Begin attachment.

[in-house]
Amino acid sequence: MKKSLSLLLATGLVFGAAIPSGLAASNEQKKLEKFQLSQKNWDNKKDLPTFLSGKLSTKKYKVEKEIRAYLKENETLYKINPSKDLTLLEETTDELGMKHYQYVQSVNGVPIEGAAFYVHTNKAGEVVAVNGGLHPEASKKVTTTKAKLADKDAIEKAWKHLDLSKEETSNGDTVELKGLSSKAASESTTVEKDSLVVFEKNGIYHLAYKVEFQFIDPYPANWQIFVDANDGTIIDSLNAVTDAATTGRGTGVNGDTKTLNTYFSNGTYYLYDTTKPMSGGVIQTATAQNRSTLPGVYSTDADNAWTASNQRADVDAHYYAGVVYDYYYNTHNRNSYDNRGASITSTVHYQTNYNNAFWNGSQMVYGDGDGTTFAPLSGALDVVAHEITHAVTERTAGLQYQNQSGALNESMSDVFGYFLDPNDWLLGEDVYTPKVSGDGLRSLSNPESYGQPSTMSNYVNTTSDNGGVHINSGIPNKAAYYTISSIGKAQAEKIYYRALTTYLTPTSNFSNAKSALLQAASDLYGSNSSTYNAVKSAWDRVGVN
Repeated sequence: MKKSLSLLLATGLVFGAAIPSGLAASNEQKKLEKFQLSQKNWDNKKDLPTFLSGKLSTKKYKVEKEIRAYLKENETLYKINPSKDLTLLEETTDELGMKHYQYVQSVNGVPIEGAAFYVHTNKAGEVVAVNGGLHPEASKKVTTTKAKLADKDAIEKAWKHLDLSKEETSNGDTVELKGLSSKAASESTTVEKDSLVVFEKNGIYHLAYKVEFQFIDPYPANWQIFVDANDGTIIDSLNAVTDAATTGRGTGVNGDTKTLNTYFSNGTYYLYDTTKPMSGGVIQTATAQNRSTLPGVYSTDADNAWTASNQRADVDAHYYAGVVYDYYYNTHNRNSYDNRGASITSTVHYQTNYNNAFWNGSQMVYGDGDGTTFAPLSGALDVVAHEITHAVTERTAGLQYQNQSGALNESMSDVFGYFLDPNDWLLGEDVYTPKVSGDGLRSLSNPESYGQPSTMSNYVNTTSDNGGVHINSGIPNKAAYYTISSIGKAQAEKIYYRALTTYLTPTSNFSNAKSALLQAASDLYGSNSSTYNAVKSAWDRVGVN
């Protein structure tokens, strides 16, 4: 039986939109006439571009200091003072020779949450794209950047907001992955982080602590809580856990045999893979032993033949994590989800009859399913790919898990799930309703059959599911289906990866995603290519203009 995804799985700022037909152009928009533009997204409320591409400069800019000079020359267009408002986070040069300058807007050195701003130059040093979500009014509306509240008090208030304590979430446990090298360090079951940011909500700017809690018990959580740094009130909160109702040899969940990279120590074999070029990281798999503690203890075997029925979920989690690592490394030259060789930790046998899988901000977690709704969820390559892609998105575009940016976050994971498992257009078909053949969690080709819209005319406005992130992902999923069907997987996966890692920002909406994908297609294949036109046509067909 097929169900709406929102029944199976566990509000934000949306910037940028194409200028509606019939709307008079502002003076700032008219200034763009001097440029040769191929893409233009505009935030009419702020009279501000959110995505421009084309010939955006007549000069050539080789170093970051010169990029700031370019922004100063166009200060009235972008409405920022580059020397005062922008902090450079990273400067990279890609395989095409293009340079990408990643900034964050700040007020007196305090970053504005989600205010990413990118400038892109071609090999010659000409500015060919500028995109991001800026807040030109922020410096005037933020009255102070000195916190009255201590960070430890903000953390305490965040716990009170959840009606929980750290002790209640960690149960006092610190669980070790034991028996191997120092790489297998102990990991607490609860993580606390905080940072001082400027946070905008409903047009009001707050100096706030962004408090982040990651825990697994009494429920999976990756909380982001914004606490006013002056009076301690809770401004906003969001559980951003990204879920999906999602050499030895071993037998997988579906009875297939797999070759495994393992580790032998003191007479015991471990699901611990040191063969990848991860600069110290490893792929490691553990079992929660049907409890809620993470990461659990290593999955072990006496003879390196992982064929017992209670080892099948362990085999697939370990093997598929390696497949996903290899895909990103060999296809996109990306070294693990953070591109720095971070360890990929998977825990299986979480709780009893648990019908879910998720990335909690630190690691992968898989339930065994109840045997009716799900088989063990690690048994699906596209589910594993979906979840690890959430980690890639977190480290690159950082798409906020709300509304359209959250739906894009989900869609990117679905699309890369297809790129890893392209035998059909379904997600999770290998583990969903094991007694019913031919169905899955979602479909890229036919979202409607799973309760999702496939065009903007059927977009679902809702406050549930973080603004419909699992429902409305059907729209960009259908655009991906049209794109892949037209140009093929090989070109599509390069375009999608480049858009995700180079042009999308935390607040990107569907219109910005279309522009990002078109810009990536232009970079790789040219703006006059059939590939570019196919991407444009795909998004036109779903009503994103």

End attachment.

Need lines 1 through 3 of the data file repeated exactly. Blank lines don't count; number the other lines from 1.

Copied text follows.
[in-house]
Amino acid sequence: MKKSLSLLLATGLVFGAAIPSGLAASNEQKKLEKFQLSQKNWDNKKDLPTFLSGKLSTKKYKVEKEIRAYLKENETLYKINPSKDLTLLEETTDELGMKHYQYVQSVNGVPIEGAAFYVHTNKAGEVVAVNGGLHPEASKKVTTTKAKLADKDAIEKAWKHLDLSKEETSNGDTVELKGLSSKAASESTTVEKDSLVVFEKNGIYHLAYKVEFQFIDPYPANWQIFVDANDGTIIDSLNAVTDAATTGRGTGVNGDTKTLNTYFSNGTYYLYDTTKPMSGGVIQTATAQNRSTLPGVYSTDADNAWTASNQRADVDAHYYAGVVYDYYYNTHNRNSYDNRGASITSTVHYQTNYNNAFWNGSQMVYGDGDGTTFAPLSGALDVVAHEITHAVTERTAGLQYQNQSGALNESMSDVFGYFLDPNDWLLGEDVYTPKVSGDGLRSLSNPESYGQPSTMSNYVNTTSDNGGVHINSGIPNKAAYYTISSIGKAQAEKIYYRALTTYLTPTSNFSNAKSALLQAASDLYGSNSSTYNAVKSAWDRVGVN
Repeated sequence: MKKSLSLLLATGLVFGAAIPSGLAASNEQKKLEKFQLSQKNWDNKKDLPTFLSGKLSTKKYKVEKEIRAYLKENETLYKINPSKDLTLLEETTDELGMKHYQYVQSVNGVPIEGAAFYVHTNKAGEVVAVNGGLHPEASKKVTTTKAKLADKDAIEKAWKHLDLSKEETSNGDTVELKGLSSKAASESTTVEKDSLVVFEKNGIYHLAYKVEFQFIDPYPANWQIFVDANDGTIIDSLNAVTDAATTGRGTGVNGDTKTLNTYFSNGTYYLYDTTKPMSGGVIQTATAQNRSTLPGVYSTDADNAWTASNQRADVDAHYYAGVVYDYYYNTHNRNSYDNRGASITSTVHYQTNYNNAFWNGSQMVYGDGDGTTFAPLSGALDVVAHEITHAVTERTAGLQYQNQSGALNESMSDVFGYFLDPNDWLLGEDVYTPKVSGDGLRSLSNPESYGQPSTMSNYVNTTSDNGGVHINSGIPNKAAYYTISSIGKAQAEKIYYRALTTYLTPTSNFSNAKSALLQAASDLYGSNSSTYNAVKSAWDRVGVN